It is a common notion among many scholars and pundits that the pornography industry becomes “harder and harder” with every passing year. Some have suggested that porn viewers, who are mostly men, become desensitized to “soft” pornography, and producers are happy to generate videos that are more hard core, resulting in a growing demand for and supply of violent and degrading acts against women in mainstream pornographic videos. We examined this accepted wisdom by utilizing a sample of 269 popular videos uploaded to PornHub over the past decade. More specifically, we tested two related claims: (1) aggressive content in videos is on the rise and (2) viewers prefer such content, reflected in both the number of views and the rankings for videos containing aggression. Our results offer no support for these contentions. First, we did not find any consistent uptick in aggressive content over the past decade; in fact, the average video today contains shorter segments showing aggression. Second, videos containing aggressive acts are both less likely to receive views and less likely to be ranked favorably by viewers, who prefer videos where women clearly perform pleasure.
John Cleland’s 1740s pornographic novel, Memoirs of a Woman of Pleasure repeatedly depicts and eroticises the act of defloration. As such it is a revealing illustration of what Ivan Bloch termed the ‘defloration mania’ of the eighteenth century. This article maps narrative events on to contemporary medical depictions of first intercourse to show the ways that the theories and ideas presented in medical and pseudo-medical texts transferred into erotic fiction and demonstrates how in some instances the bloody defloration scenes can be read as being sex during menstruation, an act which was culturally forbidden at this time.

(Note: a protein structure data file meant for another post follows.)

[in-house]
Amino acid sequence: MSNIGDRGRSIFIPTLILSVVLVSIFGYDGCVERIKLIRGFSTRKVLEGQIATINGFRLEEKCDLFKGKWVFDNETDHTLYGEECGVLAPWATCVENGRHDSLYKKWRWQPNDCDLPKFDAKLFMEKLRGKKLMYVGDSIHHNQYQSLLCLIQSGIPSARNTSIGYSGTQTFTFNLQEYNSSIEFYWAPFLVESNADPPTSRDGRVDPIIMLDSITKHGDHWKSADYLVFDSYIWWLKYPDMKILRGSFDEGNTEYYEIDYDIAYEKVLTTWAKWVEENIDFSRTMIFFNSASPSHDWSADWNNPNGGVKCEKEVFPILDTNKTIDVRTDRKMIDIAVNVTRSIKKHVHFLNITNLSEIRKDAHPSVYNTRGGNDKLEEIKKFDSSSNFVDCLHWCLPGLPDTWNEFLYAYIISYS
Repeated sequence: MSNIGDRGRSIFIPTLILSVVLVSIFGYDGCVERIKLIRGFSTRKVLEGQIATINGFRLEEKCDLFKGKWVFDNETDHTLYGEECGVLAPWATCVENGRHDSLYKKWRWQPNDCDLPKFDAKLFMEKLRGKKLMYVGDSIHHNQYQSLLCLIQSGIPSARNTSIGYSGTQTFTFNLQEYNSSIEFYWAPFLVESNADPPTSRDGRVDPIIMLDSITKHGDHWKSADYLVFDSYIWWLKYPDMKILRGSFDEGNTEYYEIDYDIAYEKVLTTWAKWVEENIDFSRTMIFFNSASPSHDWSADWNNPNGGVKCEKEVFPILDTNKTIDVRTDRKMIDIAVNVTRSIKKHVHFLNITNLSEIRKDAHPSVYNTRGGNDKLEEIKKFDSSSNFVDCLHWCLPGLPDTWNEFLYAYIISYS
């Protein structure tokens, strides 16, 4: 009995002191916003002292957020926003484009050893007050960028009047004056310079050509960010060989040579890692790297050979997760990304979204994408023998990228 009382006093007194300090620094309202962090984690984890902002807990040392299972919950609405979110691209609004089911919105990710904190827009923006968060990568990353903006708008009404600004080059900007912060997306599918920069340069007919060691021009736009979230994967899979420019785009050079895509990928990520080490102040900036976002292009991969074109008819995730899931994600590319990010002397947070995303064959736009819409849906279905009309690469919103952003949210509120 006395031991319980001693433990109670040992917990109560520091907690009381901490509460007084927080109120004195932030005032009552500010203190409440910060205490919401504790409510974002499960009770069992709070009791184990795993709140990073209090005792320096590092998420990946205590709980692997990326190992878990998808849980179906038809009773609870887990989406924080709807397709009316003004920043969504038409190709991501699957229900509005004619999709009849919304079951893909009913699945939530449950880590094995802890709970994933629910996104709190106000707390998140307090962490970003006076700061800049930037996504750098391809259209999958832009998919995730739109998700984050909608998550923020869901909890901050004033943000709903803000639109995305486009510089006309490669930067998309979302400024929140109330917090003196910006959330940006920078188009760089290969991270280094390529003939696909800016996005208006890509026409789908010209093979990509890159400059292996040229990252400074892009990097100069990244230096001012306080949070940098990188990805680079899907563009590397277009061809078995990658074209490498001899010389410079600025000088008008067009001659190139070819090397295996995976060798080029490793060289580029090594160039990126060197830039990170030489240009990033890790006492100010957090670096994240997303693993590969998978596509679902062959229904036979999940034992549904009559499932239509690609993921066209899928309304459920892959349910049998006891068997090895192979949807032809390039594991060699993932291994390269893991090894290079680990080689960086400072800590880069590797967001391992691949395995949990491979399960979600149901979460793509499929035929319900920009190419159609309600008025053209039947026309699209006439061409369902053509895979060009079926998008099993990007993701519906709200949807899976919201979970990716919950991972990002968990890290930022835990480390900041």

Viewing visual sexual stimuli (VSS) has been documented to have both positive (e.g., increased sexual arousal and sexual behaviors) and negative (e.g., higher anxiety, devaluing of partner attractiveness) effects. Excitation transfer and social comparison theories were used to generate hypotheses that could explain these mixed findings. Forty-four monogamous, heterosexual couples viewed erotic, exciting (non-erotic films), and nature films both alone and together. They rated their feelings of general arousal and relationship satisfaction as well as perceptions of self and partner sexual behaviors and attractiveness. Participants viewing both the erotic and exciting films reported equivalent increases in excitement; however, the erotic film was rated as slightly more generally arousing and increased participant’s desire to be close to their partner. Viewing the erotic films also induced greater reports of negative affect, guilt, and anxiety. These findings moderately support a transfer of excitation interpretation. No effects of partner presence or absence while viewing the films was found. Viewing erotic films led to more positive evaluations of one’s own sexual behaviors. These findings provide mixed support in regard to self and partner social comparisons. Co-occurring positive and negative emotional reactions were explored as possible explanation to the complex reactions to VSS.